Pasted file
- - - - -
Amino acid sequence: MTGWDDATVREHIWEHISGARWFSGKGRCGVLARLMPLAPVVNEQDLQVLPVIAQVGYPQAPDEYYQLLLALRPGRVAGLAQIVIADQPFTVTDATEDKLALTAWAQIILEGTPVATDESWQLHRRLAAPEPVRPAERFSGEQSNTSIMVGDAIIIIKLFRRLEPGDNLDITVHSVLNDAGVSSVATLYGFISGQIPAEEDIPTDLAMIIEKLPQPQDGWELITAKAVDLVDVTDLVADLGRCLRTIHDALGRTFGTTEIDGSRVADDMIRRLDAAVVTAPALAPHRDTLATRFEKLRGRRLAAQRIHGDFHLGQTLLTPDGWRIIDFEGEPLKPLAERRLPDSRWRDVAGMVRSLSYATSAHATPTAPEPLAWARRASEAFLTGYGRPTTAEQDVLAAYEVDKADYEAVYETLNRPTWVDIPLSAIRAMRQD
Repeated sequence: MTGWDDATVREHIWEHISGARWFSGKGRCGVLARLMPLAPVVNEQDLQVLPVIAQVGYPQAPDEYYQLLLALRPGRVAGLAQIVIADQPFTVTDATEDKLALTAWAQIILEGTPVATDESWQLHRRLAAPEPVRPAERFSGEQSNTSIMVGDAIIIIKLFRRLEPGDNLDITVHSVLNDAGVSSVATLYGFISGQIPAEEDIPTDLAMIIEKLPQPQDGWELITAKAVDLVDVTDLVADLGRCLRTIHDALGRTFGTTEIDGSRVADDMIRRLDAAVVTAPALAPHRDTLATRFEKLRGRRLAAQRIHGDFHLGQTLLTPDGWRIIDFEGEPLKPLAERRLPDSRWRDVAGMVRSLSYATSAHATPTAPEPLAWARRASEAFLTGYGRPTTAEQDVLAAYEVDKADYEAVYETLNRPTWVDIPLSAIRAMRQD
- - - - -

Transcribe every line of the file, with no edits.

Amino acid sequence: MTGWDDATVREHIWEHISGARWFSGKGRCGVLARLMPLAPVVNEQDLQVLPVIAQVGYPQAPDEYYQLLLALRPGRVAGLAQIVIADQPFTVTDATEDKLALTAWAQIILEGTPVATDESWQLHRRLAAPEPVRPAERFSGEQSNTSIMVGDAIIIIKLFRRLEPGDNLDITVHSVLNDAGVSSVATLYGFISGQIPAEEDIPTDLAMIIEKLPQPQDGWELITAKAVDLVDVTDLVADLGRCLRTIHDALGRTFGTTEIDGSRVADDMIRRLDAAVVTAPALAPHRDTLATRFEKLRGRRLAAQRIHGDFHLGQTLLTPDGWRIIDFEGEPLKPLAERRLPDSRWRDVAGMVRSLSYATSAHATPTAPEPLAWARRASEAFLTGYGRPTTAEQDVLAAYEVDKADYEAVYETLNRPTWVDIPLSAIRAMRQD
Repeated sequence: MTGWDDATVREHIWEHISGARWFSGKGRCGVLARLMPLAPVVNEQDLQVLPVIAQVGYPQAPDEYYQLLLALRPGRVAGLAQIVIADQPFTVTDATEDKLALTAWAQIILEGTPVATDESWQLHRRLAAPEPVRPAERFSGEQSNTSIMVGDAIIIIKLFRRLEPGDNLDITVHSVLNDAGVSSVATLYGFISGQIPAEEDIPTDLAMIIEKLPQPQDGWELITAKAVDLVDVTDLVADLGRCLRTIHDALGRTFGTTEIDGSRVADDMIRRLDAAVVTAPALAPHRDTLATRFEKLRGRRLAAQRIHGDFHLGQTLLTPDGWRIIDFEGEPLKPLAERRLPDSRWRDVAGMVRSLSYATSAHATPTAPEPLAWARRASEAFLTGYGRPTTAEQDVLAAYEVDKADYEAVYETLNRPTWVDIPLSAIRAMRQD